I have hesitated to comment on the Lt. Governor’s race since so few people seem to be able to discuss it without having a conniption fit. But I’d like to add a different perspective to some of the questions and concerns that many people have about Ralph Reed.
For obvious reasons, Ralph has been vilified by many in the mainstream media and by most on the left as a budding theocrat. (Of course any Christian who doesn’t vote Democrat is labeled a theocrat these days.) Even quite a few on the right have become quite critical of Ralph in recent years. Ralph has also found himself embroiled in the Jack Abramoff scandal, particularly as it relates to his lobbying on behalf of gambling interests. Unfortunately, Ralph has not learned the great lesson that my friend, former Congressman Pat Swindall, learned.
Pat Swindall was an up-and-coming leader in the Republican party in the late ’80s. He was quite conservative and I was privileged to have not only worked on Pat’s campaigns but to have become friends with him. During his second term as Congressman in the 4th District, Pat became caught in a Federal sting operation involving drug money that appeared to be laundered through a house purchase of his. Pat was prosecuted by another former Congressman, Bob Barr, and ended up being found guilty of perjury and served a year in prison. I actually sat through most of the trial and to this day do not feel that Pat was guilty of perjury. However, Pat was guilty of some very poor decisionmaking and that was enough in my mind to disqualify him as a Congressman. Over the years, Pat has been very forthright about the mistakes he made. Pat’s willingness to be honest about his mistakes garnered him tremendous respect.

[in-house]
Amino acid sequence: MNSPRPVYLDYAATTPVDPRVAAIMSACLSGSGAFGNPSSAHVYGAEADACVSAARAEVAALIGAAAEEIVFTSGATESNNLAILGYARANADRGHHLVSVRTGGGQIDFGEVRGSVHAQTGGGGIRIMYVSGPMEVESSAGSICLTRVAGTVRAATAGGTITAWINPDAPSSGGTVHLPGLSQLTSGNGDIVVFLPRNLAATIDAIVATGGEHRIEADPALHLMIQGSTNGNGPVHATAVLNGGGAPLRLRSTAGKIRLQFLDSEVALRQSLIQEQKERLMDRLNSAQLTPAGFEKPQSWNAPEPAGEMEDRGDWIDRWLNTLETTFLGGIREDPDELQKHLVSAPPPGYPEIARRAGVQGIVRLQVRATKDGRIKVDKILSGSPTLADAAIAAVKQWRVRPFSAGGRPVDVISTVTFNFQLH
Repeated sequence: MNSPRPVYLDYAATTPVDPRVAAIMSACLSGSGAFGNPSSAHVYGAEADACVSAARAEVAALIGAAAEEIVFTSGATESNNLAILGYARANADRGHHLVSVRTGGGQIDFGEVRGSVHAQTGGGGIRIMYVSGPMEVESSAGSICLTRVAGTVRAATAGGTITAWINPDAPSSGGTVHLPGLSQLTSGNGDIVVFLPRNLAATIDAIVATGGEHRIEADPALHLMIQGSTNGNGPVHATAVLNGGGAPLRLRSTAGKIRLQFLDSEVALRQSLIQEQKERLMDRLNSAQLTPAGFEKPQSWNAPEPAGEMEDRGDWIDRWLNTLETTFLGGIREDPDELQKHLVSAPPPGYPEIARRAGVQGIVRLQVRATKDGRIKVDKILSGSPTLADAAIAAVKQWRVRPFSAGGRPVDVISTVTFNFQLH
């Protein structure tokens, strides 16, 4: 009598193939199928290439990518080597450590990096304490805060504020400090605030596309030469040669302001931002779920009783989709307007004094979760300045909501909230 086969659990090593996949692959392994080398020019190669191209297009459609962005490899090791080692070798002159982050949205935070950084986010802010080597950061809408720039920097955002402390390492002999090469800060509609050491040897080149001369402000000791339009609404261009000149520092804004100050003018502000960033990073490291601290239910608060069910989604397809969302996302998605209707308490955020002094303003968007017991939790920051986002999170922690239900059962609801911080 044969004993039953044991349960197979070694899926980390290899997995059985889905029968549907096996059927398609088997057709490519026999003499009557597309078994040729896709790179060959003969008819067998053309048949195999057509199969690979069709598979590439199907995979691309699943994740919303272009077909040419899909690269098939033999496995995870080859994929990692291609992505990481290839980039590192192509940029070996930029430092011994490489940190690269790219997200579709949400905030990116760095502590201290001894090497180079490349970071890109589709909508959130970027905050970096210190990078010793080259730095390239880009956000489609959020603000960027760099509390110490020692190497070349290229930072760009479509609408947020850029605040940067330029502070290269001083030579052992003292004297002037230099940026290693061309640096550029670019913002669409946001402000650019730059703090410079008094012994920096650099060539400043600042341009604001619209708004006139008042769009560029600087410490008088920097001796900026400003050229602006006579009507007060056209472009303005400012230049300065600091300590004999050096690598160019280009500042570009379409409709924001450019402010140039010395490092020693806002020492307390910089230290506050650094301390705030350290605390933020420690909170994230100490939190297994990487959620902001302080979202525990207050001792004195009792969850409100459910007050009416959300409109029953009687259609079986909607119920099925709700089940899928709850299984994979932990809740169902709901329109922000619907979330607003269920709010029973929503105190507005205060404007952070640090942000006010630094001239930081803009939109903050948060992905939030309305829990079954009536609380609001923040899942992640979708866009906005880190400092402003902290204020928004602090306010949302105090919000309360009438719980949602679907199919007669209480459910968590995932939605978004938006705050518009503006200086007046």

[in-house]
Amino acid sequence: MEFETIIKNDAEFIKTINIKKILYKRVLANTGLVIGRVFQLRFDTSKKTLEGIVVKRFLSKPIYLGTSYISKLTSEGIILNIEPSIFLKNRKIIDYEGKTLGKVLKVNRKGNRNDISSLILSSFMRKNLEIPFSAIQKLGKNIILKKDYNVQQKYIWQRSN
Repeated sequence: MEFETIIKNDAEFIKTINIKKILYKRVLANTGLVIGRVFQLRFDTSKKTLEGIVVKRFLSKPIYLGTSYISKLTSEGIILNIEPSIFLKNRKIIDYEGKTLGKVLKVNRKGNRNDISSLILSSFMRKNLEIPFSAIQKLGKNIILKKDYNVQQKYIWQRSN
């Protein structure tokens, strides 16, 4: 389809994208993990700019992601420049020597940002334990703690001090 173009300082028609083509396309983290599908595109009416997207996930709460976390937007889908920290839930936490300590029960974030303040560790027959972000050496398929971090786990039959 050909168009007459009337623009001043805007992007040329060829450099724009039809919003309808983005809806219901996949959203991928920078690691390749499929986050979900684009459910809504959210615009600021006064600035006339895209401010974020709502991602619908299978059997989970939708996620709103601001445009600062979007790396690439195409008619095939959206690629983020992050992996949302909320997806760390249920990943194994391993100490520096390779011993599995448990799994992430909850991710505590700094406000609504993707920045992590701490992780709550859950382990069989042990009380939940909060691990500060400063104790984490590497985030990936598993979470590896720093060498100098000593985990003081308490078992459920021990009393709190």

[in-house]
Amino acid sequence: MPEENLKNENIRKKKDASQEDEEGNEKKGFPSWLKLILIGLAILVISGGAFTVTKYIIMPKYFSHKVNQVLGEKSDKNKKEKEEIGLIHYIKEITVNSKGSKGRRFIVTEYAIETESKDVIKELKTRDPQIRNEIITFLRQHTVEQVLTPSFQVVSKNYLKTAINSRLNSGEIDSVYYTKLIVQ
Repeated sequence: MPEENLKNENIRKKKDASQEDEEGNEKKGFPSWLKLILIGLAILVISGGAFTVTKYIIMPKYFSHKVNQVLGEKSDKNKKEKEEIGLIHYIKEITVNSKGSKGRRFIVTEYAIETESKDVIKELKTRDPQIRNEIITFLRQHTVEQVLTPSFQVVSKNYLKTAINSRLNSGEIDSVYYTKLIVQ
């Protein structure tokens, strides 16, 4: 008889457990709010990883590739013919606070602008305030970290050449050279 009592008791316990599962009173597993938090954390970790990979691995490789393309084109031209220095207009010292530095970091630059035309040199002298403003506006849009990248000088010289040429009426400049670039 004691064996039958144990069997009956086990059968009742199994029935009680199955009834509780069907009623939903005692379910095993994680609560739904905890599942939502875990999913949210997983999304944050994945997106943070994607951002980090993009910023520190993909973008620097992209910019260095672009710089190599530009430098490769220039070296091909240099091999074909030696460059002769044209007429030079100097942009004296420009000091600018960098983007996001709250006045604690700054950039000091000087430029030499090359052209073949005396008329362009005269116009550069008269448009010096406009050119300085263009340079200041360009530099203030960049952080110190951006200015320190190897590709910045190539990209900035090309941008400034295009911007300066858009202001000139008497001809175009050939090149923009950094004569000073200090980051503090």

The parallels between Pat and Ralph are uncanny. Both are baby-faced conservative evangelical politicians from Georgia. I can’t help thinking of Pat as Ralph Reed continues to be attacked because of his relationship with Jack Abramoff. I have no idea if Ralph is guilty of breaking any laws. I suspect that he is not. But it certainly appears that Ralph is guilty of making some poor decisions.
I first met Ralph over 15 years ago and have always thought him to be a good man. My respect for Ralph would grow even greater if he would be more forthright about his questionable business dealings over the past few years. And I suspect others would feel the same.